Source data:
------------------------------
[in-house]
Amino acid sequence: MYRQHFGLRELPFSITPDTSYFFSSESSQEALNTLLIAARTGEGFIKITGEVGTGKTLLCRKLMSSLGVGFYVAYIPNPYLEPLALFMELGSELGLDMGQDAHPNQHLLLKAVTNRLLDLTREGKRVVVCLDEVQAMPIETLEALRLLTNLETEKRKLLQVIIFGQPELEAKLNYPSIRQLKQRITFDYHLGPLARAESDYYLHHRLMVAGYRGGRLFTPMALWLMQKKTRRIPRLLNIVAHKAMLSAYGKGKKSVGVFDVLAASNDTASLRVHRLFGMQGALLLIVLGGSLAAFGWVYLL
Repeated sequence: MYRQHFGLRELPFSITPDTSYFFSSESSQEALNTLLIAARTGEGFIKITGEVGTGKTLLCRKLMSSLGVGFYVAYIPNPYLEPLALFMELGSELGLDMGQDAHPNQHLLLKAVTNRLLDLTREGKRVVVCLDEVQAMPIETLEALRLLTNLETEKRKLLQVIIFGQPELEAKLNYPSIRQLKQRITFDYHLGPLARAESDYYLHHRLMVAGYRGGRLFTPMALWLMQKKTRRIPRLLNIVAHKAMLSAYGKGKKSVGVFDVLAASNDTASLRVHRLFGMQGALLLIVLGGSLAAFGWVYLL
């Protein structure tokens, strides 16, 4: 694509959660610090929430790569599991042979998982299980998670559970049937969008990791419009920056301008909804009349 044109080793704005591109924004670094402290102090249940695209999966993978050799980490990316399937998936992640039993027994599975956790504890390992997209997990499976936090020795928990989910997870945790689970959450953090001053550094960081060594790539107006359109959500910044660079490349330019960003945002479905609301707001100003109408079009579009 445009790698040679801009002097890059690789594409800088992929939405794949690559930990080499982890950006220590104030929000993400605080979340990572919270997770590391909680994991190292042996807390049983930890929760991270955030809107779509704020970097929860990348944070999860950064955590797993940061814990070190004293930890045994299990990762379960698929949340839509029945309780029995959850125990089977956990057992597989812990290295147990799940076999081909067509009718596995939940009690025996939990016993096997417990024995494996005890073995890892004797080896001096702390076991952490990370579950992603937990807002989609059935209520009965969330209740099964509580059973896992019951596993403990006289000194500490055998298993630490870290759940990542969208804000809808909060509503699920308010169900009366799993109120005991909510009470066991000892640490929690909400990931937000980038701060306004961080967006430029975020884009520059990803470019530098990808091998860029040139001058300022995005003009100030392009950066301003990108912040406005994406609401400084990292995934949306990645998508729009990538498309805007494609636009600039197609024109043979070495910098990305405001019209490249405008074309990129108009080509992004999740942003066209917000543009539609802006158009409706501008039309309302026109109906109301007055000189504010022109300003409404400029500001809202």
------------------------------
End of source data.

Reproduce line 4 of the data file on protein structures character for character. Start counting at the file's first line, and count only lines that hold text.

């Protein structure tokens, strides 16, 4: 694509959660610090929430790569599991042979998982299980998670559970049937969008990791419009920056301008909804009349 044109080793704005591109924004670094402290102090249940695209999966993978050799980490990316399937998936992640039993027994599975956790504890390992997209997990499976936090020795928990989910997870945790689970959450953090001053550094960081060594790539107006359109959500910044660079490349330019960003945002479905609301707001100003109408079009579009 445009790698040679801009002097890059690789594409800088992929939405794949690559930990080499982890950006220590104030929000993400605080979340990572919270997770590391909680994991190292042996807390049983930890929760991270955030809107779509704020970097929860990348944070999860950064955590797993940061814990070190004293930890045994299990990762379960698929949340839509029945309780029995959850125990089977956990057992597989812990290295147990799940076999081909067509009718596995939940009690025996939990016993096997417990024995494996005890073995890892004797080896001096702390076991952490990370579950992603937990807002989609059935209520009965969330209740099964509580059973896992019951596993403990006289000194500490055998298993630490870290759940990542969208804000809808909060509503699920308010169900009366799993109120005991909510009470066991000892640490929690909400990931937000980038701060306004961080967006430029975020884009520059990803470019530098990808091998860029040139001058300022995005003009100030392009950066301003990108912040406005994406609401400084990292995934949306990645998508729009990538498309805007494609636009600039197609024109043979070495910098990305405001019209490249405008074309990129108009080509992004999740942003066209917000543009539609802006158009409706501008039309309302026109109906109301007055000189504010022109300003409404400029500001809202």